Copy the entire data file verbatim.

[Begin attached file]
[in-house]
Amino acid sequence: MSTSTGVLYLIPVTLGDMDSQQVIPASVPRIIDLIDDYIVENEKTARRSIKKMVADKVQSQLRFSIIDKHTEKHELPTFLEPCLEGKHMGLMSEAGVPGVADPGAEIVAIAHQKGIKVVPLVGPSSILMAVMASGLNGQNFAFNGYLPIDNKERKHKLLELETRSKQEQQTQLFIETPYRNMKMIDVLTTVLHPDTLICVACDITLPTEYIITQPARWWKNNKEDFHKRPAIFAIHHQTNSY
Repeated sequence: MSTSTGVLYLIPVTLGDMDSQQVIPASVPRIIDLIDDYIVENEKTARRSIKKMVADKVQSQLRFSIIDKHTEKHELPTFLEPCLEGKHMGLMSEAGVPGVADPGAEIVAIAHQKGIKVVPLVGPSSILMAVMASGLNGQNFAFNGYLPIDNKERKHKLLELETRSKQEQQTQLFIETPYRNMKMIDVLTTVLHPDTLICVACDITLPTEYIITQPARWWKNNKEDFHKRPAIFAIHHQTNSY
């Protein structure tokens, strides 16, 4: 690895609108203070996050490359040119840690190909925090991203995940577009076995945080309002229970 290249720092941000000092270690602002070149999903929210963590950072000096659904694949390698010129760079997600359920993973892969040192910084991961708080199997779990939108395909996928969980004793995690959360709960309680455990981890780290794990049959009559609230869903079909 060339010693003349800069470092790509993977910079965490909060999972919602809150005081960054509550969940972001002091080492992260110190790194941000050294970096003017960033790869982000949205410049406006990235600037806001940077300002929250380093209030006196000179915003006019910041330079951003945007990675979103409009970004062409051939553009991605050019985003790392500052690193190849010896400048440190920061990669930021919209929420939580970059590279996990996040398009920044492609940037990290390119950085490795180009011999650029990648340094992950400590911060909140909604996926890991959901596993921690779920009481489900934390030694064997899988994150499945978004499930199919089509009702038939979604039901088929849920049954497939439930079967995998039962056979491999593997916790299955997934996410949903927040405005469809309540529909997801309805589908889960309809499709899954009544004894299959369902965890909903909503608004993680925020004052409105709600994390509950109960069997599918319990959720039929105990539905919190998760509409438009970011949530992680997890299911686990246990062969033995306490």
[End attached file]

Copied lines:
[in-house]
Amino acid sequence: MSTSTGVLYLIPVTLGDMDSQQVIPASVPRIIDLIDDYIVENEKTARRSIKKMVADKVQSQLRFSIIDKHTEKHELPTFLEPCLEGKHMGLMSEAGVPGVADPGAEIVAIAHQKGIKVVPLVGPSSILMAVMASGLNGQNFAFNGYLPIDNKERKHKLLELETRSKQEQQTQLFIETPYRNMKMIDVLTTVLHPDTLICVACDITLPTEYIITQPARWWKNNKEDFHKRPAIFAIHHQTNSY
Repeated sequence: MSTSTGVLYLIPVTLGDMDSQQVIPASVPRIIDLIDDYIVENEKTARRSIKKMVADKVQSQLRFSIIDKHTEKHELPTFLEPCLEGKHMGLMSEAGVPGVADPGAEIVAIAHQKGIKVVPLVGPSSILMAVMASGLNGQNFAFNGYLPIDNKERKHKLLELETRSKQEQQTQLFIETPYRNMKMIDVLTTVLHPDTLICVACDITLPTEYIITQPARWWKNNKEDFHKRPAIFAIHHQTNSY
């Protein structure tokens, strides 16, 4: 690895609108203070996050490359040119840690190909925090991203995940577009076995945080309002229970 290249720092941000000092270690602002070149999903929210963590950072000096659904694949390698010129760079997600359920993973892969040192910084991961708080199997779990939108395909996928969980004793995690959360709960309680455990981890780290794990049959009559609230869903079909 060339010693003349800069470092790509993977910079965490909060999972919602809150005081960054509550969940972001002091080492992260110190790194941000050294970096003017960033790869982000949205410049406006990235600037806001940077300002929250380093209030006196000179915003006019910041330079951003945007990675979103409009970004062409051939553009991605050019985003790392500052690193190849010896400048440190920061990669930021919209929420939580970059590279996990996040398009920044492609940037990290390119950085490795180009011999650029990648340094992950400590911060909140909604996926890991959901596993921690779920009481489900934390030694064997899988994150499945978004499930199919089509009702038939979604039901088929849920049954497939439930079967995998039962056979491999593997916790299955997934996410949903927040405005469809309540529909997801309805589908889960309809499709899954009544004894299959369902965890909903909503608004993680925020004052409105709600994390509950109960069997599918319990959720039929105990539905919190998760509409438009970011949530992680997890299911686990246990062969033995306490």